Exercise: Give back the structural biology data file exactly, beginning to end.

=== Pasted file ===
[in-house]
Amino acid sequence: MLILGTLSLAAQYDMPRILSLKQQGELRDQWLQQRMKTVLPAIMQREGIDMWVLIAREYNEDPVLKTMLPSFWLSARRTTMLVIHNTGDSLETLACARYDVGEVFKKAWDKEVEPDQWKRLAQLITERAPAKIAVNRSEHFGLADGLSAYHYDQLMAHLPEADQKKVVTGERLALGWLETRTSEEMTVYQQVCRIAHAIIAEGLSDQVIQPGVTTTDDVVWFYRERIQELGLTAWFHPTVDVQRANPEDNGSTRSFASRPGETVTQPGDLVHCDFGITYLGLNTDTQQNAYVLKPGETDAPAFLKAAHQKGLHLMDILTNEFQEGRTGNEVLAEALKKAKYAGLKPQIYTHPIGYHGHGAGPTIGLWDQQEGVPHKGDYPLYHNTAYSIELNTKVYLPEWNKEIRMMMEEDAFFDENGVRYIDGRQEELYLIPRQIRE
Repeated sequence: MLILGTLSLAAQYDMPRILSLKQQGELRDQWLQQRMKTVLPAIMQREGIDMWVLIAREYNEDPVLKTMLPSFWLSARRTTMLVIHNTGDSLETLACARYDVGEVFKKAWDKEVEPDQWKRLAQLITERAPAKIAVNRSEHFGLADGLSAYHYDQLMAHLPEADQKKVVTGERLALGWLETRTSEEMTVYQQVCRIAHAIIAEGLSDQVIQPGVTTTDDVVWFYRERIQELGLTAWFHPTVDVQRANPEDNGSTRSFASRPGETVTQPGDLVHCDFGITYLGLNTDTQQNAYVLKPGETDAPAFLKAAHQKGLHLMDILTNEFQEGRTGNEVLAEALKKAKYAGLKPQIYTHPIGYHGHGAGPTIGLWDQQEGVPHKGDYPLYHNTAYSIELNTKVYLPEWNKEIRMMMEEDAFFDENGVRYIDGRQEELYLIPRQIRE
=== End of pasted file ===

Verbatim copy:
[in-house]
Amino acid sequence: MLILGTLSLAAQYDMPRILSLKQQGELRDQWLQQRMKTVLPAIMQREGIDMWVLIAREYNEDPVLKTMLPSFWLSARRTTMLVIHNTGDSLETLACARYDVGEVFKKAWDKEVEPDQWKRLAQLITERAPAKIAVNRSEHFGLADGLSAYHYDQLMAHLPEADQKKVVTGERLALGWLETRTSEEMTVYQQVCRIAHAIIAEGLSDQVIQPGVTTTDDVVWFYRERIQELGLTAWFHPTVDVQRANPEDNGSTRSFASRPGETVTQPGDLVHCDFGITYLGLNTDTQQNAYVLKPGETDAPAFLKAAHQKGLHLMDILTNEFQEGRTGNEVLAEALKKAKYAGLKPQIYTHPIGYHGHGAGPTIGLWDQQEGVPHKGDYPLYHNTAYSIELNTKVYLPEWNKEIRMMMEEDAFFDENGVRYIDGRQEELYLIPRQIRE
Repeated sequence: MLILGTLSLAAQYDMPRILSLKQQGELRDQWLQQRMKTVLPAIMQREGIDMWVLIAREYNEDPVLKTMLPSFWLSARRTTMLVIHNTGDSLETLACARYDVGEVFKKAWDKEVEPDQWKRLAQLITERAPAKIAVNRSEHFGLADGLSAYHYDQLMAHLPEADQKKVVTGERLALGWLETRTSEEMTVYQQVCRIAHAIIAEGLSDQVIQPGVTTTDDVVWFYRERIQELGLTAWFHPTVDVQRANPEDNGSTRSFASRPGETVTQPGDLVHCDFGITYLGLNTDTQQNAYVLKPGETDAPAFLKAAHQKGLHLMDILTNEFQEGRTGNEVLAEALKKAKYAGLKPQIYTHPIGYHGHGAGPTIGLWDQQEGVPHKGDYPLYHNTAYSIELNTKVYLPEWNKEIRMMMEEDAFFDENGVRYIDGRQEELYLIPRQIRE